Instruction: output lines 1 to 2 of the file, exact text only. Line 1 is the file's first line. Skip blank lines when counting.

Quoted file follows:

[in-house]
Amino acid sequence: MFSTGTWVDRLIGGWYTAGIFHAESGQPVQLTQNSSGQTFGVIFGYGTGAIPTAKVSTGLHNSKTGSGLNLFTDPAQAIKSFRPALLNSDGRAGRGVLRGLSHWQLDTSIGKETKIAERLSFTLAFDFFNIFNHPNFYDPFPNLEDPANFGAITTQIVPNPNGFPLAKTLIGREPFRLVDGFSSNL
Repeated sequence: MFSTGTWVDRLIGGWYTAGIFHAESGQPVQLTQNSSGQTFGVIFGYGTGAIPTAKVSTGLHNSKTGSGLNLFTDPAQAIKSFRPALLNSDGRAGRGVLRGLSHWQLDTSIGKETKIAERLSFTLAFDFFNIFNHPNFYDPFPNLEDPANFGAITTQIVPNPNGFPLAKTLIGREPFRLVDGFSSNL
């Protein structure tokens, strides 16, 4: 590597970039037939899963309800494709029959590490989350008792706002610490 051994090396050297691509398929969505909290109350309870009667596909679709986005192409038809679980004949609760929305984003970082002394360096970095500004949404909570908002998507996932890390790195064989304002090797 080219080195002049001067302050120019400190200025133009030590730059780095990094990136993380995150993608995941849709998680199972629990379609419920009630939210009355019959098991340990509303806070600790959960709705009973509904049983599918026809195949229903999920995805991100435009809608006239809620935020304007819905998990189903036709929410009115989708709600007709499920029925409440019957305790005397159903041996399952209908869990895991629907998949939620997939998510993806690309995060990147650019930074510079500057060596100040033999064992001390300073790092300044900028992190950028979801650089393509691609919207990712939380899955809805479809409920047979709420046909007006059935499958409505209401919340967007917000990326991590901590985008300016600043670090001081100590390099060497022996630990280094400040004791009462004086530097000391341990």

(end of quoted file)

[in-house]
Amino acid sequence: MFSTGTWVDRLIGGWYTAGIFHAESGQPVQLTQNSSGQTFGVIFGYGTGAIPTAKVSTGLHNSKTGSGLNLFTDPAQAIKSFRPALLNSDGRAGRGVLRGLSHWQLDTSIGKETKIAERLSFTLAFDFFNIFNHPNFYDPFPNLEDPANFGAITTQIVPNPNGFPLAKTLIGREPFRLVDGFSSNL